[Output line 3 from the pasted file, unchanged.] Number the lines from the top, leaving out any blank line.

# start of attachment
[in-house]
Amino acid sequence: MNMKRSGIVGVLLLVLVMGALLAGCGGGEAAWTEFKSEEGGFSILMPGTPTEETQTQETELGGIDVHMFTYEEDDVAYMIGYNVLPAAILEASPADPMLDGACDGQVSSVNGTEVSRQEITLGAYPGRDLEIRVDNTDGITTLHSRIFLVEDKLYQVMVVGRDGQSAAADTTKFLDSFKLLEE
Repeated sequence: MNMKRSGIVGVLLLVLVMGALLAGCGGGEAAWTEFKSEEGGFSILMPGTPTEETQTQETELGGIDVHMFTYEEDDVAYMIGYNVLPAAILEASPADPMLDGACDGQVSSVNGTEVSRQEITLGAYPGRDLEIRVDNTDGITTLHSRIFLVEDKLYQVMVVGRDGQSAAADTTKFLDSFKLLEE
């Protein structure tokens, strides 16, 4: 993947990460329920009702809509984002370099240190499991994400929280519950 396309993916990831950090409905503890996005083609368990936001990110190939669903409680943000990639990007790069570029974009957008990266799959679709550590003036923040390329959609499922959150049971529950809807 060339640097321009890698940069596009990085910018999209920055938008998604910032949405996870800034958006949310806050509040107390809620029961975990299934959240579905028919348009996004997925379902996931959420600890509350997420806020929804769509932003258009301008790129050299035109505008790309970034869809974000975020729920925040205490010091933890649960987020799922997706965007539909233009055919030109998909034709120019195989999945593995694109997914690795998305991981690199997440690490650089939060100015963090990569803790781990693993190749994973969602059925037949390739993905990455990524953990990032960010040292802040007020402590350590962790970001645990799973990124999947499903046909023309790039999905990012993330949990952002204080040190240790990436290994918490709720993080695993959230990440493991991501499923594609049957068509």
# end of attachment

Repeated sequence: MNMKRSGIVGVLLLVLVMGALLAGCGGGEAAWTEFKSEEGGFSILMPGTPTEETQTQETELGGIDVHMFTYEEDDVAYMIGYNVLPAAILEASPADPMLDGACDGQVSSVNGTEVSRQEITLGAYPGRDLEIRVDNTDGITTLHSRIFLVEDKLYQVMVVGRDGQSAAADTTKFLDSFKLLEE